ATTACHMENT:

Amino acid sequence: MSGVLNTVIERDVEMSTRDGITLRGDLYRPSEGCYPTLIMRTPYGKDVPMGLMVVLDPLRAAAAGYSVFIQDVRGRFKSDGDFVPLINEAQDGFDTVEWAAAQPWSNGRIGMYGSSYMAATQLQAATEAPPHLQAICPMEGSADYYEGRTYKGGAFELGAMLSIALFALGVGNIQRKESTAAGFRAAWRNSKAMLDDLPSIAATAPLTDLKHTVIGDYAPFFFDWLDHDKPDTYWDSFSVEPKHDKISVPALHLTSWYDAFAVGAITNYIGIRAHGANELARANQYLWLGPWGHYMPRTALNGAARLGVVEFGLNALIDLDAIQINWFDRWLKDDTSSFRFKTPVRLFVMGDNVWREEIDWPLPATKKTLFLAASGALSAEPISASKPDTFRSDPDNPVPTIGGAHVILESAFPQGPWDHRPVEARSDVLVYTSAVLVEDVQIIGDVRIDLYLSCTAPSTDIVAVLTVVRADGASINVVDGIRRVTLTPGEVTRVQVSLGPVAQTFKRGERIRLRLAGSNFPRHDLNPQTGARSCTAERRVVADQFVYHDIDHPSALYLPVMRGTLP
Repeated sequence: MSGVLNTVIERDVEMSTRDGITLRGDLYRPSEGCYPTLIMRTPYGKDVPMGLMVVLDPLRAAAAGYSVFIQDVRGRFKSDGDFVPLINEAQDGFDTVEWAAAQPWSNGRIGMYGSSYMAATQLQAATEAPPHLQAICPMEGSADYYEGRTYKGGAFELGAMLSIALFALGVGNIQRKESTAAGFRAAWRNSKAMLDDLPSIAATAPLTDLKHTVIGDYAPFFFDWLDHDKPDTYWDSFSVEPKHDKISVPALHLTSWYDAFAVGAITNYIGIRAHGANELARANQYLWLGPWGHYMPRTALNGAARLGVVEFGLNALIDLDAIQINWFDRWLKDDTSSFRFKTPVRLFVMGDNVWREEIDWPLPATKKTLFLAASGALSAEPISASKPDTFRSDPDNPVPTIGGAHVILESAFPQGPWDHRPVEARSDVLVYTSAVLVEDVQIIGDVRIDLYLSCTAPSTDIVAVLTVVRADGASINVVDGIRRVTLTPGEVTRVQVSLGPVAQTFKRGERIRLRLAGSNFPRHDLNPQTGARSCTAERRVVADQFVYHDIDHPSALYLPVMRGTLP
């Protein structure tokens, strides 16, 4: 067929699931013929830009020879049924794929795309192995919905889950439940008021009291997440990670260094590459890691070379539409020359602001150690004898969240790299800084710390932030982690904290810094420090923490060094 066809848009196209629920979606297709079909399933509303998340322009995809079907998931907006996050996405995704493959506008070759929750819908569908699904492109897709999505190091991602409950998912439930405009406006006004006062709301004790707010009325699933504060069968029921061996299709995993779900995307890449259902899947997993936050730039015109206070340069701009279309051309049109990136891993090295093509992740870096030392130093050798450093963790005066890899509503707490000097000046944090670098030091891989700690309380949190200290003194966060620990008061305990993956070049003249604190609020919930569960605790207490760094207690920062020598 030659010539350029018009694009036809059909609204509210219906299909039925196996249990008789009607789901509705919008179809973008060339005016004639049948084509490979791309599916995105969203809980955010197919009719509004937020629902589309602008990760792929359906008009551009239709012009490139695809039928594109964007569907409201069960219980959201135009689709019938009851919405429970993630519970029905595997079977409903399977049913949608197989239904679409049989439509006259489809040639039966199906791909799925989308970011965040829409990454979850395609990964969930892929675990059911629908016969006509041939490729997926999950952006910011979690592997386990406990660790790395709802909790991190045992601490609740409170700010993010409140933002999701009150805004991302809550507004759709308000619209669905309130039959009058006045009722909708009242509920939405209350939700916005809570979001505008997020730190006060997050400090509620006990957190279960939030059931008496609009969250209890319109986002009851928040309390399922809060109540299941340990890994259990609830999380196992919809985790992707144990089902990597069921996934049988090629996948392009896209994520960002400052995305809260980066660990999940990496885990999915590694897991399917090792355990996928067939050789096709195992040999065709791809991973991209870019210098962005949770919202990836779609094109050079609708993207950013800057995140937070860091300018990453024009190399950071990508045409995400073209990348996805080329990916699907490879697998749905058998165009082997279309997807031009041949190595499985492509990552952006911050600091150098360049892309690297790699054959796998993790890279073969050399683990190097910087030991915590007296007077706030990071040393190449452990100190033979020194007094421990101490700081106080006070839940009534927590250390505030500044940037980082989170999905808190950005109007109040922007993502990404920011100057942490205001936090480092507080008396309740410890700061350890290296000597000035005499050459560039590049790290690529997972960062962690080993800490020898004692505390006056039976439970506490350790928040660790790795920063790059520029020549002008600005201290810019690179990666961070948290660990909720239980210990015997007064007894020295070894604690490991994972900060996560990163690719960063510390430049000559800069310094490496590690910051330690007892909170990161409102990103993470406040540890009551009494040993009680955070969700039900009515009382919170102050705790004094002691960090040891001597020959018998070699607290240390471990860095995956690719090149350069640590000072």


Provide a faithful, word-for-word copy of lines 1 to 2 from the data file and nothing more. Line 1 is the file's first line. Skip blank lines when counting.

Amino acid sequence: MSGVLNTVIERDVEMSTRDGITLRGDLYRPSEGCYPTLIMRTPYGKDVPMGLMVVLDPLRAAAAGYSVFIQDVRGRFKSDGDFVPLINEAQDGFDTVEWAAAQPWSNGRIGMYGSSYMAATQLQAATEAPPHLQAICPMEGSADYYEGRTYKGGAFELGAMLSIALFALGVGNIQRKESTAAGFRAAWRNSKAMLDDLPSIAATAPLTDLKHTVIGDYAPFFFDWLDHDKPDTYWDSFSVEPKHDKISVPALHLTSWYDAFAVGAITNYIGIRAHGANELARANQYLWLGPWGHYMPRTALNGAARLGVVEFGLNALIDLDAIQINWFDRWLKDDTSSFRFKTPVRLFVMGDNVWREEIDWPLPATKKTLFLAASGALSAEPISASKPDTFRSDPDNPVPTIGGAHVILESAFPQGPWDHRPVEARSDVLVYTSAVLVEDVQIIGDVRIDLYLSCTAPSTDIVAVLTVVRADGASINVVDGIRRVTLTPGEVTRVQVSLGPVAQTFKRGERIRLRLAGSNFPRHDLNPQTGARSCTAERRVVADQFVYHDIDHPSALYLPVMRGTLP
Repeated sequence: MSGVLNTVIERDVEMSTRDGITLRGDLYRPSEGCYPTLIMRTPYGKDVPMGLMVVLDPLRAAAAGYSVFIQDVRGRFKSDGDFVPLINEAQDGFDTVEWAAAQPWSNGRIGMYGSSYMAATQLQAATEAPPHLQAICPMEGSADYYEGRTYKGGAFELGAMLSIALFALGVGNIQRKESTAAGFRAAWRNSKAMLDDLPSIAATAPLTDLKHTVIGDYAPFFFDWLDHDKPDTYWDSFSVEPKHDKISVPALHLTSWYDAFAVGAITNYIGIRAHGANELARANQYLWLGPWGHYMPRTALNGAARLGVVEFGLNALIDLDAIQINWFDRWLKDDTSSFRFKTPVRLFVMGDNVWREEIDWPLPATKKTLFLAASGALSAEPISASKPDTFRSDPDNPVPTIGGAHVILESAFPQGPWDHRPVEARSDVLVYTSAVLVEDVQIIGDVRIDLYLSCTAPSTDIVAVLTVVRADGASINVVDGIRRVTLTPGEVTRVQVSLGPVAQTFKRGERIRLRLAGSNFPRHDLNPQTGARSCTAERRVVADQFVYHDIDHPSALYLPVMRGTLP